What's saddest about this is, in seeing just a snippet of conversation between Henry (Christopher Stanley) and Betty over a midnight snack, we see just how much better off she is with him than Don. Henry talks to her frankly about his job, and seems to truly value her opinion. He shares his life with her, which is more than Don ever did, but Betty's discontent is not based in reality, nor is it situational. It's her appetite that's the issue: She can wants a bite of everything, and what's on her plate will never serve to satisfy.
Id Vs. Ego: The Men Of SCDP Struggle With Selfish Desires
Pete (Vincent Kartheiser), too, tussles with the overarching sense of never having enough. He's SCDP's leading account man by a landslide and talented enough to inspire the jealousy of Roger (and this episode, even Burt), yet his fear of becoming insignificant still weighs heavily on him. When he daydreams of Beth (Alexis Bledel) waltzing in wearing only her coat, she seductively purrs: "I forgot you and then I saw you in the New York Times Sunday magazine." It's a sex dream and a nightmare all wrapped up in one, the terror of being forgotten altogether, and the pleasure of being recognized. In a way, this fantasy/fear sums up an overwhelming portion of Pete's motivations in work and love.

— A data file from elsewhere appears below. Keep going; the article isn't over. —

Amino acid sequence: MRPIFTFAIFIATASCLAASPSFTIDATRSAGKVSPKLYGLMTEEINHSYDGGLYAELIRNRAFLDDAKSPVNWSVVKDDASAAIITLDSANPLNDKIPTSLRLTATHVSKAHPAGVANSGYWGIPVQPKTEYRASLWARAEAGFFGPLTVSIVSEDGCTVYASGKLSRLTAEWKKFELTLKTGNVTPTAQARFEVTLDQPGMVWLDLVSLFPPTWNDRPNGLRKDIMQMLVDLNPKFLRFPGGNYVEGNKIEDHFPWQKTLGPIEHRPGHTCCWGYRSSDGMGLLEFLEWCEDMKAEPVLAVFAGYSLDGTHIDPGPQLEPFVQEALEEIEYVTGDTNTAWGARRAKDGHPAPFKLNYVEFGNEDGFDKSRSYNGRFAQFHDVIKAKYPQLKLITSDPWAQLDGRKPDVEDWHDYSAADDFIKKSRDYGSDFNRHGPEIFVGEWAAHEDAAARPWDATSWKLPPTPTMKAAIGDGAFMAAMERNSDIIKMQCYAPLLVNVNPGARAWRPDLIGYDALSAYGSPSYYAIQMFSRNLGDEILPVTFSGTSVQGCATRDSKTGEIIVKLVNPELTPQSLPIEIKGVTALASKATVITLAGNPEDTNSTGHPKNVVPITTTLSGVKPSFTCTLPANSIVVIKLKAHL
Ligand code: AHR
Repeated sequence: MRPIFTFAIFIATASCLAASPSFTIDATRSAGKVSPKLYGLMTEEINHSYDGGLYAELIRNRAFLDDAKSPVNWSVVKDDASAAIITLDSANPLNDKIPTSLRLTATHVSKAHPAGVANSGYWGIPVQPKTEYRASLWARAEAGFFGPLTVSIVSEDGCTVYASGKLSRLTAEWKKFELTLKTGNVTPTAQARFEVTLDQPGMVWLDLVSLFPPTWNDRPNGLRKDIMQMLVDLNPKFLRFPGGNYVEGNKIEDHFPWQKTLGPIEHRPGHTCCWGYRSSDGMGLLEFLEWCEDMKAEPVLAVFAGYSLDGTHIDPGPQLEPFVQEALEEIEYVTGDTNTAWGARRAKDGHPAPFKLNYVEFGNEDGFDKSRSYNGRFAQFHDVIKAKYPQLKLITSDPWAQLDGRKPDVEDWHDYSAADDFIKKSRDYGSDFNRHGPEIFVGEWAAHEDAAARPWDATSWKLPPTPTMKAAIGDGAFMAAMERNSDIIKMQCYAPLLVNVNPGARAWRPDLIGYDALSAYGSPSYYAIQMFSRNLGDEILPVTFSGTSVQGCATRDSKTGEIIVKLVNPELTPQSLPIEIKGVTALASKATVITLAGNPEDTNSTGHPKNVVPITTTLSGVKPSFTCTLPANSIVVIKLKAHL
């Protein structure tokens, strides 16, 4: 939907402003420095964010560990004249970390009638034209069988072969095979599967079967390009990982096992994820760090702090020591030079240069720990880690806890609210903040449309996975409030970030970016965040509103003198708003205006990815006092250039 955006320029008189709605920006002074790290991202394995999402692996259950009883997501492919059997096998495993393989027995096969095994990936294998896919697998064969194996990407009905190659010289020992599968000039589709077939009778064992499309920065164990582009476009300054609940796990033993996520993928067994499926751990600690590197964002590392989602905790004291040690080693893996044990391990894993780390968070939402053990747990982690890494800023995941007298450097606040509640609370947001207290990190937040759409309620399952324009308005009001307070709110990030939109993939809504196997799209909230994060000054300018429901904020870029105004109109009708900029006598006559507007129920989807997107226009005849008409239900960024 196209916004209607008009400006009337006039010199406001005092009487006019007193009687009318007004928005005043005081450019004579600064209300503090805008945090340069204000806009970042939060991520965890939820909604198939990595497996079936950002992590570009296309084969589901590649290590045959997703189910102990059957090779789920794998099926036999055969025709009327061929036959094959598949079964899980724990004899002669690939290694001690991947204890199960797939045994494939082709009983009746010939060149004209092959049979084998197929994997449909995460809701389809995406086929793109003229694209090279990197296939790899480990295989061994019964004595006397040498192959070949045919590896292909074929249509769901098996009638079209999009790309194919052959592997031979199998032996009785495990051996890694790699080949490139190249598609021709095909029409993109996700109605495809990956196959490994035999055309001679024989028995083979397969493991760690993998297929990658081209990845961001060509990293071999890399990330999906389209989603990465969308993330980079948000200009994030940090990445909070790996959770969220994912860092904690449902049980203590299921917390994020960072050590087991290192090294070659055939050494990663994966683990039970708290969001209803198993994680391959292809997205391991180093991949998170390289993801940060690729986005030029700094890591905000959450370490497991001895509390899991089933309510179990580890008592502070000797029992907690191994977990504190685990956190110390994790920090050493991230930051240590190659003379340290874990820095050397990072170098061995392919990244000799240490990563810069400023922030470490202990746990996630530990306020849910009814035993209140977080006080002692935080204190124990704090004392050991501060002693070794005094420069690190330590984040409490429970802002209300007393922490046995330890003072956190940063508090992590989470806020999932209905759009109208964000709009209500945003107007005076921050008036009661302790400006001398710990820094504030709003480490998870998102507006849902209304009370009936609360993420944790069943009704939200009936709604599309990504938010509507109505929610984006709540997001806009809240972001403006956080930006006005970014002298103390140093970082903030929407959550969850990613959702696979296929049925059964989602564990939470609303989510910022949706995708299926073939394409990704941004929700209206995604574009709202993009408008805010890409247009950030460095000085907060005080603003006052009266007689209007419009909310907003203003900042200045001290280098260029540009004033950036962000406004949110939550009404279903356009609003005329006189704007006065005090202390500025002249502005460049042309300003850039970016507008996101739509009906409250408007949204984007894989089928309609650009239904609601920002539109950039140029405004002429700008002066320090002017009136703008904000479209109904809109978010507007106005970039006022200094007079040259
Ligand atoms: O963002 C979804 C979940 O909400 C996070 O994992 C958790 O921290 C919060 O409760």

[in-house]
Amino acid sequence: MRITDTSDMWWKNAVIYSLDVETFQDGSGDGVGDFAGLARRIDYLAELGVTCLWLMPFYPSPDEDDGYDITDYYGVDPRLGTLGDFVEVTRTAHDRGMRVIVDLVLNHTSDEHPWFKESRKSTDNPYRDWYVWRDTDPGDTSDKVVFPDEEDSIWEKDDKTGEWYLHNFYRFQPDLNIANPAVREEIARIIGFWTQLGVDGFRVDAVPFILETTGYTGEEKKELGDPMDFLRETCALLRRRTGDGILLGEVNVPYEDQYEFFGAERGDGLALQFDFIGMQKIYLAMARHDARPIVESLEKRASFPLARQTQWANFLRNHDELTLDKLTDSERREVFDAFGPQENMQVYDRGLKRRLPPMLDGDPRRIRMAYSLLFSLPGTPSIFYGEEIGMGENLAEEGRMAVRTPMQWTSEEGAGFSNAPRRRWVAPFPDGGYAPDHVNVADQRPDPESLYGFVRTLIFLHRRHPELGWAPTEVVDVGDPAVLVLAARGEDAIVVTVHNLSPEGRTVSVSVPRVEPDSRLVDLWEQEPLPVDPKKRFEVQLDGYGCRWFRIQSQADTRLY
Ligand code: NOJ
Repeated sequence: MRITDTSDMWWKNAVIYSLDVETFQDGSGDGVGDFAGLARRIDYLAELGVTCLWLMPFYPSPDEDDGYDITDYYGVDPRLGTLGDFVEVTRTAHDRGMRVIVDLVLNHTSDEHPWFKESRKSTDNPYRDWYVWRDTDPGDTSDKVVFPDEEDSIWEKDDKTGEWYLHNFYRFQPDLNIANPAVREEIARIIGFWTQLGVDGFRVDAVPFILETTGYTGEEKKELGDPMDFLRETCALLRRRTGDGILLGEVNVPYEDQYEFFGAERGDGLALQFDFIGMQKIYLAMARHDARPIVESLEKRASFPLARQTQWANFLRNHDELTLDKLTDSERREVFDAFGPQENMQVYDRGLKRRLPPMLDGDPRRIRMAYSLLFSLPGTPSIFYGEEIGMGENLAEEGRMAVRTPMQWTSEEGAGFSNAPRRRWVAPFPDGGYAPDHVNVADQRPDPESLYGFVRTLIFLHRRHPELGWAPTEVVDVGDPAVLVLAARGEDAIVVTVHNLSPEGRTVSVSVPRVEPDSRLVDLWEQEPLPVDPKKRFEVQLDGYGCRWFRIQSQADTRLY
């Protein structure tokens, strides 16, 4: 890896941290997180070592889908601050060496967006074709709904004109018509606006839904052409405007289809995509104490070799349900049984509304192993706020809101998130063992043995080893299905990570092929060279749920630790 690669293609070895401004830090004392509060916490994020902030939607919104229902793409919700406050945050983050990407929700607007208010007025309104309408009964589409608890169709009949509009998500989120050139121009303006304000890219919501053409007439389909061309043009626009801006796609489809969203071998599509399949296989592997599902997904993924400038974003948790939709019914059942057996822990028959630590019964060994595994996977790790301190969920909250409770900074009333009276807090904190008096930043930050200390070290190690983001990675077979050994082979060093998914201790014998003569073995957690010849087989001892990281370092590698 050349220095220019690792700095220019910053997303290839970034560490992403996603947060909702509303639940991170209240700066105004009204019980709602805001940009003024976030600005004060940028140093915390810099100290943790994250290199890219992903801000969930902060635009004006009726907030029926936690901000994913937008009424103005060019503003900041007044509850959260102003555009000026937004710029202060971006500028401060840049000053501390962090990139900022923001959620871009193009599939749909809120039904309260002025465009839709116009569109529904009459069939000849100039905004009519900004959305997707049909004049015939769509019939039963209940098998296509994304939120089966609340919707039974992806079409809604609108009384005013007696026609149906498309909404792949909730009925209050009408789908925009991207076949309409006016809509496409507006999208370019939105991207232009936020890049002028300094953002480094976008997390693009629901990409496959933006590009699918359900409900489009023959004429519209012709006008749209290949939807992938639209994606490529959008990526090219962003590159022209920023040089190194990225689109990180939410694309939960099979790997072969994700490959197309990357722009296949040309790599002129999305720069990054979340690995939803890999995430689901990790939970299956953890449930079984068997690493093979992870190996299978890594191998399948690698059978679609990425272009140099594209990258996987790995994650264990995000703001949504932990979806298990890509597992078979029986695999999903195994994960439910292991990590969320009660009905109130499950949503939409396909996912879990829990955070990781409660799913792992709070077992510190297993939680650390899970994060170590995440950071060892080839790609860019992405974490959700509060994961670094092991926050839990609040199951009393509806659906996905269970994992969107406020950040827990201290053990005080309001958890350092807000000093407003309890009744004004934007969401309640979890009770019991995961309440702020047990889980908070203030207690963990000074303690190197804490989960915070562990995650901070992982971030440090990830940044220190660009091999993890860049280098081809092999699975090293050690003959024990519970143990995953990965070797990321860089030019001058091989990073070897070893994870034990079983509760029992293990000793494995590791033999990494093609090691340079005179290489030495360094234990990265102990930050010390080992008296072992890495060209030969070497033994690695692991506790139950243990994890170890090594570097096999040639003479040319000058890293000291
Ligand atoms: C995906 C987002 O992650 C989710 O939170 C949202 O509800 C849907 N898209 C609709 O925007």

Pete seems to lack the self-recognition required to wrangle the affirmation he needs in a healthy way. He displaces his desire onto Beth, failing to realize his inability to be content lies in his inability to be grateful for what he has. Out of all the characters on the show, Pete has the most, but operates in a way that reveals he feels he has the least. His easy jealousy is the greatest symptom of this. When he gets upset the Howard doesn't appreciate his wife, it's not only ironic (Hello, Trudy?), but also evidence of how sadly unaware he is. Howard has more of a handle on the situation, calling the spade (even without seeing Pete's cards): “I guess the grass is always greener.”
Don, meanwhile, is focusing on his own lawn, and realizing his once evergreen well of creativity has all but evaporated when he's looking over past projects to submit to the New York Times piece and realizes his name is not on a single one. Joan (Christina Hendricks, in her one, brief appearance) does what she does best, reassuring Don it's a sign of success in his role as creative director: "Look at all these voices, all this talent," she points out. But Don's ego is not easily appeased, and he decides to literally go back to the drawing board and unearth his long dormant creativity. He leafs through Ginsberg's (Ben Feldman) drawings (in a folder amusingly titled "Shit To Do"), and his competitive instincts are reignited. He comes up with a decent idea for Snowball playing on the phrase "A snowball's chance in hell," and Ginsberg, probably shocked since Don hasn't put out many decent ideas as of late, blurts out, "Wow, that's actually good."